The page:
No. 92-4210.United States Court of Appeals, Tenth Circuit.
June 2, 1994.
John P. Pace (Brian M. Barnard with him on the briefs), Utah Legal Clinic, Salt Lake City, UT, for plaintiff-appellant.
Andrew M. Morse (Allan L. Larson with him on the brief) of Snow, Christensen Martineau, Salt Lake City, UT, for defendants-appellees.
Appeal from the United States District Court for the District of Utah.
Before HOLLOWAY and McKAY, Circuit Judges, and THEIS,[*]
McKAY, Circuit Judge.
 Plaintiff filed suit in federal district court against Defendants alleging constitutional and state law claims arising from Defendants’ disclosure of Plaintiff’s confidential medical information. The district court granted summary judgment to Defendants because it found that Plaintiff had not suffered an injury in fact, and thus, had no standing in this lawsuit. This court reviews the grant or denial of a motion for summary judgment by applying the “same standard employed by the trial court under Fed.R.Civ.P. 56(c).” Ewing v. Amoco Oil Co., 823 F.2d 1432, 1437 (10th Cir. 1987). Under Rule 56(c), summary judgment should be granted only when “there is no genuine issue as to any material fact and … the moving party is entitled to a judgment as a matter of law.” Fed.R.Civ.P. 56(c). When applying this standard, we review the disputed facts in the light most favorable to the party opposing the summary judgment motion — in this case, the Plaintiff. Wier v. Anaconda Co., 773 F.2d 1073, 1079 (10th Cir. 1985).
 The facts as alleged by Plaintiff are as follows. On New Year’s Eve in 1989, Plaintiff, his sister, and his two housemates entered the Valley Fair Mall in West Valley City, Utah. Shortly thereafter, Plaintiff was detained and arrested by Defendant Officers Johnson and Jones for passing a bad check at Jeans West, a retail store in the Valley Fair Mall. During a search incident to arrest at the retail store, Officer Johnson discovered a piece of paper in Plaintiff’s wallet indicating that Plaintiff had tested positive for the human immunodeficiency virus (“HIV”), which causes acquired immune deficiency syndrome (“AIDS”). At the time of the arrest, Plaintiff believed himself to be HIV-positive. Later, at the West Valley City police station, Officer Johnson told Plaintiff’s sister and his two housemates that Plaintiff had HIV or AIDS — information that was previously unknown to Plaintiff’s sister and one of his housemates. At the time that Officer Johnson divulged this information, he had no evidence or reasonable suspicion that Plaintiff had engaged in sexual relations or intravenous drug use with his housemates or his sister. Also, shortly after arresting Plaintiff, Officer Johnson told at least one witness at the Jeans West store that Plaintiff had HIV or AIDS. Officer Johnson had no reason to believe that Plaintiff and this witness had exchanged blood products or other bodily fluids. Finally, after Plaintiff was taken into custody, Officer Johnson informed Plaintiff’s jailer that Plaintiff was HIV-positive, although Plaintiff had not engaged in any conduct that would have placed any person in the jail at risk.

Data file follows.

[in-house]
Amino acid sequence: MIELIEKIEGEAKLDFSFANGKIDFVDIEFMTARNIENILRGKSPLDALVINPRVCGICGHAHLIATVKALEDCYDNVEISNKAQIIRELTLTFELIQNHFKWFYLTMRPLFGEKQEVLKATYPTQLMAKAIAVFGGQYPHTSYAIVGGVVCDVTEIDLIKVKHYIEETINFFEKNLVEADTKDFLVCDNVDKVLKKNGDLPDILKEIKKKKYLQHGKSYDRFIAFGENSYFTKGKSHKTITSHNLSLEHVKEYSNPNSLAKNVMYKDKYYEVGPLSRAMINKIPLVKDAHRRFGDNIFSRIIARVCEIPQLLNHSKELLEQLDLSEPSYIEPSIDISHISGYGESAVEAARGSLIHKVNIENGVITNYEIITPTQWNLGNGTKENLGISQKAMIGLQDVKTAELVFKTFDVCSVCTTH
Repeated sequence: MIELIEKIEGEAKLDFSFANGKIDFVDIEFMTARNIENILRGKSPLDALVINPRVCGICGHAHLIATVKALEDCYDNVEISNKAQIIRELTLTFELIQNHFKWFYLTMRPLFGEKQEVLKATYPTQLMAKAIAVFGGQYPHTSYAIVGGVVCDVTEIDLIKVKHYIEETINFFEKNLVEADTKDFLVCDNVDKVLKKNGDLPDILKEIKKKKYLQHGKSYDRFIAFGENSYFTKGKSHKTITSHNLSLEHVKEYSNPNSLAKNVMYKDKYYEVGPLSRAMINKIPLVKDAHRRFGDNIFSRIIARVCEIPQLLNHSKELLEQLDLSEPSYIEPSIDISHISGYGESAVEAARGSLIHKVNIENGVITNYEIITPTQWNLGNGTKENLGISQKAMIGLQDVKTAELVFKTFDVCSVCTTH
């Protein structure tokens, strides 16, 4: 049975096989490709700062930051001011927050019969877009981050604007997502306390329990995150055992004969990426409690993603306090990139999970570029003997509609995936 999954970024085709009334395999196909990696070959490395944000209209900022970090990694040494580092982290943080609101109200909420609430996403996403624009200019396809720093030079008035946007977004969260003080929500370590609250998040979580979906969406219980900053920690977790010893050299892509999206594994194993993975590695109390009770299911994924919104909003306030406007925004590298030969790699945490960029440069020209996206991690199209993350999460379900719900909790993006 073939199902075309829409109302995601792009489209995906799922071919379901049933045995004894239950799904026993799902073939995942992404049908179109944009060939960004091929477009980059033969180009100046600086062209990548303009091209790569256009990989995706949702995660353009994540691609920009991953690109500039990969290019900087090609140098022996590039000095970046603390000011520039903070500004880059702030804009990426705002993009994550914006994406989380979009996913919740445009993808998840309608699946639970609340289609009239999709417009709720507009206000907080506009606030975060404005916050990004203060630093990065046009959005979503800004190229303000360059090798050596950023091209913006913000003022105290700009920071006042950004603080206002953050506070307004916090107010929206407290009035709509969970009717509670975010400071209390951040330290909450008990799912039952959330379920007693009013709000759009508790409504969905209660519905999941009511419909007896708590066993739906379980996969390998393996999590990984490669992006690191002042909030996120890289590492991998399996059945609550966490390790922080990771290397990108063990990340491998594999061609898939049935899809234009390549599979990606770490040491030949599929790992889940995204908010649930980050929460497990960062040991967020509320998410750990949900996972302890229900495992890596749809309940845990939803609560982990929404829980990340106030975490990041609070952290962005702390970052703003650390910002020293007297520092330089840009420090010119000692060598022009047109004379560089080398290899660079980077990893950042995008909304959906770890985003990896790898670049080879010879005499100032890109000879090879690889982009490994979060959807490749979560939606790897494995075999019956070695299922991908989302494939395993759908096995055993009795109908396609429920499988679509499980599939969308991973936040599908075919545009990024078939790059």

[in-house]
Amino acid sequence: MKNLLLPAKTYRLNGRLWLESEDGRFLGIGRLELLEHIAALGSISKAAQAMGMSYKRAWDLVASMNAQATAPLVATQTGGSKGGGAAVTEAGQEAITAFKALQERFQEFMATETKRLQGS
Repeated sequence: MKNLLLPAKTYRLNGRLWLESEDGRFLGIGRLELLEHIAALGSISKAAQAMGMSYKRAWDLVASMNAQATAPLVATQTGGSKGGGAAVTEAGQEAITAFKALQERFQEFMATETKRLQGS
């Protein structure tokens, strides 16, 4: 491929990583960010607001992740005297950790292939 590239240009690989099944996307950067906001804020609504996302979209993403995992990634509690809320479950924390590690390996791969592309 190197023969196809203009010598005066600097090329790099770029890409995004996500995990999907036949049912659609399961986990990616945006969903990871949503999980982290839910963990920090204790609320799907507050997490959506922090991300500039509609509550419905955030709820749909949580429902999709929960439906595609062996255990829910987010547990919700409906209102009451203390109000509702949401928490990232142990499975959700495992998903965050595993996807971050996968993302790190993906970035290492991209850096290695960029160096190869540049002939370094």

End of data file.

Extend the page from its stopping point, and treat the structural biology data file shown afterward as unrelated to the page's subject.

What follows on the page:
Officer Johnson’s divulgences severely damaged Plaintiff’s personal life. His friends and family shunned him and refused to visit him in jail. His fellow prisoners and the prison guards subjected him to harassment and discriminatory treatment as a result of the AIDS label attached by Defendants. Plaintiff had to undergo treatment for depression while in jail because of the damage that the broadcasts caused to his familial relationships. He was particularly distraught because his relationship with his mother had suffered irreparable damage. Ironically, subsequent tests administered to Plaintiff while in jail revealed that Plaintiff was not currently and had never been infected with the HIV virus.
 There is no dispute that confidential medical information is entitled to constitutional privacy protection. See Lankford v. Medrano, 27 F.3d 477 (10th Cir. 1994); Mares v. ConAgra, 971 F.2d 492, 496 (10th Cir. 1992). The district court granted summary judgment to Defendants, however, because it felt that Plaintiff had not established a personal injury as a result of the unlawful disclosures. The district court’s conclusion was compelled solely by the fact that the protected medical information at issue turned out to be false. The district court’s conclusion was compelled solely by the fact that the protected medical information at issue turned out to be false. The district court reasoned that the information could not be personal to Plaintiff but only to someone who actually has the HIV virus, and he therefore has no standing. We believe, however, that the actual validity of the HIV test results discovered in Plaintiff’s wallet is entirely irrelevant to whether he has a reasonable expectation of privacy in the results, or whether he suffered an “injury in fact” as a result of the unlawful disclosures. Plaintiff alleged that at the time of his arrest he believed that he had the HIV virus.
Likewise, everyone involved believed that the information was correct, and treated him accordingly. The fact that the test results ultimately turned out to be false is simply immaterial to the question of whether Plaintiff sustained a personal injury as a result of the broadcasts. Plaintiff’s allegations of direct psychological injury stemming from the damage the broadcasts caused to his relationships with his friends and family are more than sufficient to satisfy the “injury in fact” requirement for standing.
 REVERSED and REMANDED.